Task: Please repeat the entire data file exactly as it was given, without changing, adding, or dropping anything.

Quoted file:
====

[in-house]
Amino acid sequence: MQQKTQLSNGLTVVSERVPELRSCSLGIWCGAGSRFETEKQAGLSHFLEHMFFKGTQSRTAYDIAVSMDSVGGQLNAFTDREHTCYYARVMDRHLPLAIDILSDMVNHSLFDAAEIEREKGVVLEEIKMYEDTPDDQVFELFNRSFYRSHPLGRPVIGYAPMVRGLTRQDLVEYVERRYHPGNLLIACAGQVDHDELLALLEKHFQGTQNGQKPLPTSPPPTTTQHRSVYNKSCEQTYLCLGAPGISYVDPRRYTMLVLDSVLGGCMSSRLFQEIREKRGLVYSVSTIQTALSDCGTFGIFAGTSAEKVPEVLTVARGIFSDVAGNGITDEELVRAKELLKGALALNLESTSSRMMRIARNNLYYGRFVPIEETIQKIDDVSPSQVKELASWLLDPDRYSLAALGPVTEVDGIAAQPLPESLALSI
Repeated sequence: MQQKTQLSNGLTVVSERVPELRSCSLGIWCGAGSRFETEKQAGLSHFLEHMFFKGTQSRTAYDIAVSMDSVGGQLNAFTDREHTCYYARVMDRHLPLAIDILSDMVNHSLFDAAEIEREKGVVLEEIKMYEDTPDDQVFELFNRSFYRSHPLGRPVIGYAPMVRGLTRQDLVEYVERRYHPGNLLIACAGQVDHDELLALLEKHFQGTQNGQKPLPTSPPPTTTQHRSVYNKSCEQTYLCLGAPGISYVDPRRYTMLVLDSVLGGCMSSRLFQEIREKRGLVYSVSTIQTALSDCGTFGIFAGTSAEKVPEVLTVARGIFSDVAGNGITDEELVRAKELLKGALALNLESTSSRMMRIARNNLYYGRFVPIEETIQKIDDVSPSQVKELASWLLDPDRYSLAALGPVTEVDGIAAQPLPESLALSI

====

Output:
[in-house]
Amino acid sequence: MQQKTQLSNGLTVVSERVPELRSCSLGIWCGAGSRFETEKQAGLSHFLEHMFFKGTQSRTAYDIAVSMDSVGGQLNAFTDREHTCYYARVMDRHLPLAIDILSDMVNHSLFDAAEIEREKGVVLEEIKMYEDTPDDQVFELFNRSFYRSHPLGRPVIGYAPMVRGLTRQDLVEYVERRYHPGNLLIACAGQVDHDELLALLEKHFQGTQNGQKPLPTSPPPTTTQHRSVYNKSCEQTYLCLGAPGISYVDPRRYTMLVLDSVLGGCMSSRLFQEIREKRGLVYSVSTIQTALSDCGTFGIFAGTSAEKVPEVLTVARGIFSDVAGNGITDEELVRAKELLKGALALNLESTSSRMMRIARNNLYYGRFVPIEETIQKIDDVSPSQVKELASWLLDPDRYSLAALGPVTEVDGIAAQPLPESLALSI
Repeated sequence: MQQKTQLSNGLTVVSERVPELRSCSLGIWCGAGSRFETEKQAGLSHFLEHMFFKGTQSRTAYDIAVSMDSVGGQLNAFTDREHTCYYARVMDRHLPLAIDILSDMVNHSLFDAAEIEREKGVVLEEIKMYEDTPDDQVFELFNRSFYRSHPLGRPVIGYAPMVRGLTRQDLVEYVERRYHPGNLLIACAGQVDHDELLALLEKHFQGTQNGQKPLPTSPPPTTTQHRSVYNKSCEQTYLCLGAPGISYVDPRRYTMLVLDSVLGGCMSSRLFQEIREKRGLVYSVSTIQTALSDCGTFGIFAGTSAEKVPEVLTVARGIFSDVAGNGITDEELVRAKELLKGALALNLESTSSRMMRIARNNLYYGRFVPIEETIQKIDDVSPSQVKELASWLLDPDRYSLAALGPVTEVDGIAAQPLPESLALSI